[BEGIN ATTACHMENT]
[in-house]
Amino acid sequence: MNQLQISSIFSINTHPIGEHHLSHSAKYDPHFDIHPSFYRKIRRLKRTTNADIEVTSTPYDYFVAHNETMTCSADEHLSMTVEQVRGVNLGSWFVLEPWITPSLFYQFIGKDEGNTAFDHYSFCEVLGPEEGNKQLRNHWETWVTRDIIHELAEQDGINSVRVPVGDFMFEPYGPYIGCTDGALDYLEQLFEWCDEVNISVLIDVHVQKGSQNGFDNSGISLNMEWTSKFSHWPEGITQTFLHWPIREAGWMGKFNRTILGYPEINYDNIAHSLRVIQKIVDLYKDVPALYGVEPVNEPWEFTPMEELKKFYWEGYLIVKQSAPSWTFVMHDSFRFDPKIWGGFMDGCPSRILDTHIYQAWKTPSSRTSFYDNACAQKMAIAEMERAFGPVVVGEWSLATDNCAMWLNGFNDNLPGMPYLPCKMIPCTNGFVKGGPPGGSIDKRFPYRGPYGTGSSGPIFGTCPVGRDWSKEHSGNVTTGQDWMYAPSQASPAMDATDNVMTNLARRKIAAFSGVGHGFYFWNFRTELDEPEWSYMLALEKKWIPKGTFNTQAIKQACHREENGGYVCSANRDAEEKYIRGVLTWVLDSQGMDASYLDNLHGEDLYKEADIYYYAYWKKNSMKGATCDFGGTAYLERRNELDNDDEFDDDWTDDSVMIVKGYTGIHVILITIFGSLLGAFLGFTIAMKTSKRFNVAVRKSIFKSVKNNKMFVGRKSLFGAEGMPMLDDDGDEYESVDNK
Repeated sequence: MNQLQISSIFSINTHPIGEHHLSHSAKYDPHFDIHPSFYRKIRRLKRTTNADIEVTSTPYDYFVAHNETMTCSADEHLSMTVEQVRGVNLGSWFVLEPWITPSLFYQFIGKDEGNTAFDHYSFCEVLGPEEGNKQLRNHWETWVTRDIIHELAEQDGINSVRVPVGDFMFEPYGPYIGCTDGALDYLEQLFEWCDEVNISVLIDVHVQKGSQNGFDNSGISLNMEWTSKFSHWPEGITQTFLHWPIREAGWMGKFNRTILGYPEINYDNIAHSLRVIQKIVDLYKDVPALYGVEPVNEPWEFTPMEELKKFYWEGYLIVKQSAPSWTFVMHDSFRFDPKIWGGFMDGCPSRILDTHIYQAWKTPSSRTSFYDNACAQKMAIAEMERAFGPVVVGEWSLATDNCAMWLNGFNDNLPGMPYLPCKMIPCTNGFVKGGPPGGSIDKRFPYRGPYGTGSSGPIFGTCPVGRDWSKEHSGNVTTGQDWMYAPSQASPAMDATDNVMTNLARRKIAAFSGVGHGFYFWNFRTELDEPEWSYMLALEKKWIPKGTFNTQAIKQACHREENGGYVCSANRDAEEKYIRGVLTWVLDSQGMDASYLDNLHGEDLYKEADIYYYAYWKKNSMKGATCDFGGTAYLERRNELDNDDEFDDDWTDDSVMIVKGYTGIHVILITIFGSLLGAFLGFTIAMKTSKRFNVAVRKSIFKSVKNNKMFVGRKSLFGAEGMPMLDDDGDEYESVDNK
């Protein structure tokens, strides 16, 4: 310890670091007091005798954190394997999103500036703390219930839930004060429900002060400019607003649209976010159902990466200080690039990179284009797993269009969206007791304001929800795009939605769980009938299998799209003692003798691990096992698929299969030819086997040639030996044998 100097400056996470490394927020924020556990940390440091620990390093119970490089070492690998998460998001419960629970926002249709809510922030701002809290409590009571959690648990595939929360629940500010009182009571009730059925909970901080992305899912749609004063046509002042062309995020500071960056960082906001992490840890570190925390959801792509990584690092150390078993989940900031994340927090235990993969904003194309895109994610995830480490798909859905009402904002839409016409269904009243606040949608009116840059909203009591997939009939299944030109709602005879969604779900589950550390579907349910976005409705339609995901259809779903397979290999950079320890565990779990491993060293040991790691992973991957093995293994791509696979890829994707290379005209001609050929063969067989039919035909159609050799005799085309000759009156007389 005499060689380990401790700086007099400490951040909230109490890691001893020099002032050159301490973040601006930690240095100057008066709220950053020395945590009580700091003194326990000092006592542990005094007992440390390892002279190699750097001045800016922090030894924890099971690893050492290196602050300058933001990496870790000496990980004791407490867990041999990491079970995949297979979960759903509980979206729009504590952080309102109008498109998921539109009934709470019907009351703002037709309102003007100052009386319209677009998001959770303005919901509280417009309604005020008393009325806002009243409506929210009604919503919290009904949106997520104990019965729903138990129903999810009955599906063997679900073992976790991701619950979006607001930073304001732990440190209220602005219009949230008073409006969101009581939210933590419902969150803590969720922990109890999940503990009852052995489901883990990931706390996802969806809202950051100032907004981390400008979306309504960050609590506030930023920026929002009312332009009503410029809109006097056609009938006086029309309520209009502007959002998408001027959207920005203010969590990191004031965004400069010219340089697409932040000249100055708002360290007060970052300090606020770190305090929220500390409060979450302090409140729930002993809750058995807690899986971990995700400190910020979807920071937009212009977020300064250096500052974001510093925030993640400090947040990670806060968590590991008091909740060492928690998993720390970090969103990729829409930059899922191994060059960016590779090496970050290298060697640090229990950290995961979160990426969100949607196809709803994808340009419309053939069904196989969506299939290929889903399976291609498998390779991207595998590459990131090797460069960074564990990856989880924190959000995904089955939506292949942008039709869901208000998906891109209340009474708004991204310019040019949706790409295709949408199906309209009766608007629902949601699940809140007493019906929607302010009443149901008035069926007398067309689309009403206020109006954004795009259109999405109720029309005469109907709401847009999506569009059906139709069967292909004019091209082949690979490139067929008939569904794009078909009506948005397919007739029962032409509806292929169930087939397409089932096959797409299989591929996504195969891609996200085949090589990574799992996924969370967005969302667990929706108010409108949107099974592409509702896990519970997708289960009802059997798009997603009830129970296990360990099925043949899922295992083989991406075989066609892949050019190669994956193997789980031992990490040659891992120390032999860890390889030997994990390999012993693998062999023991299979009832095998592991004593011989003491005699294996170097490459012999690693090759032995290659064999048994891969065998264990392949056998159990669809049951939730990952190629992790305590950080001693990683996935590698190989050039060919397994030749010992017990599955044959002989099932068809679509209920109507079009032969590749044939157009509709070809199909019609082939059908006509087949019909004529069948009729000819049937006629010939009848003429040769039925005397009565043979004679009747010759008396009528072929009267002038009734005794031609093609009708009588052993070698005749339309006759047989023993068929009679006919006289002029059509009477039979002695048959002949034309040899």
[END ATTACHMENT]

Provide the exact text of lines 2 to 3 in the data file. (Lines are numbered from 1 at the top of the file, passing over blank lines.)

Amino acid sequence: MNQLQISSIFSINTHPIGEHHLSHSAKYDPHFDIHPSFYRKIRRLKRTTNADIEVTSTPYDYFVAHNETMTCSADEHLSMTVEQVRGVNLGSWFVLEPWITPSLFYQFIGKDEGNTAFDHYSFCEVLGPEEGNKQLRNHWETWVTRDIIHELAEQDGINSVRVPVGDFMFEPYGPYIGCTDGALDYLEQLFEWCDEVNISVLIDVHVQKGSQNGFDNSGISLNMEWTSKFSHWPEGITQTFLHWPIREAGWMGKFNRTILGYPEINYDNIAHSLRVIQKIVDLYKDVPALYGVEPVNEPWEFTPMEELKKFYWEGYLIVKQSAPSWTFVMHDSFRFDPKIWGGFMDGCPSRILDTHIYQAWKTPSSRTSFYDNACAQKMAIAEMERAFGPVVVGEWSLATDNCAMWLNGFNDNLPGMPYLPCKMIPCTNGFVKGGPPGGSIDKRFPYRGPYGTGSSGPIFGTCPVGRDWSKEHSGNVTTGQDWMYAPSQASPAMDATDNVMTNLARRKIAAFSGVGHGFYFWNFRTELDEPEWSYMLALEKKWIPKGTFNTQAIKQACHREENGGYVCSANRDAEEKYIRGVLTWVLDSQGMDASYLDNLHGEDLYKEADIYYYAYWKKNSMKGATCDFGGTAYLERRNELDNDDEFDDDWTDDSVMIVKGYTGIHVILITIFGSLLGAFLGFTIAMKTSKRFNVAVRKSIFKSVKNNKMFVGRKSLFGAEGMPMLDDDGDEYESVDNK
Repeated sequence: MNQLQISSIFSINTHPIGEHHLSHSAKYDPHFDIHPSFYRKIRRLKRTTNADIEVTSTPYDYFVAHNETMTCSADEHLSMTVEQVRGVNLGSWFVLEPWITPSLFYQFIGKDEGNTAFDHYSFCEVLGPEEGNKQLRNHWETWVTRDIIHELAEQDGINSVRVPVGDFMFEPYGPYIGCTDGALDYLEQLFEWCDEVNISVLIDVHVQKGSQNGFDNSGISLNMEWTSKFSHWPEGITQTFLHWPIREAGWMGKFNRTILGYPEINYDNIAHSLRVIQKIVDLYKDVPALYGVEPVNEPWEFTPMEELKKFYWEGYLIVKQSAPSWTFVMHDSFRFDPKIWGGFMDGCPSRILDTHIYQAWKTPSSRTSFYDNACAQKMAIAEMERAFGPVVVGEWSLATDNCAMWLNGFNDNLPGMPYLPCKMIPCTNGFVKGGPPGGSIDKRFPYRGPYGTGSSGPIFGTCPVGRDWSKEHSGNVTTGQDWMYAPSQASPAMDATDNVMTNLARRKIAAFSGVGHGFYFWNFRTELDEPEWSYMLALEKKWIPKGTFNTQAIKQACHREENGGYVCSANRDAEEKYIRGVLTWVLDSQGMDASYLDNLHGEDLYKEADIYYYAYWKKNSMKGATCDFGGTAYLERRNELDNDDEFDDDWTDDSVMIVKGYTGIHVILITIFGSLLGAFLGFTIAMKTSKRFNVAVRKSIFKSVKNNKMFVGRKSLFGAEGMPMLDDDGDEYESVDNK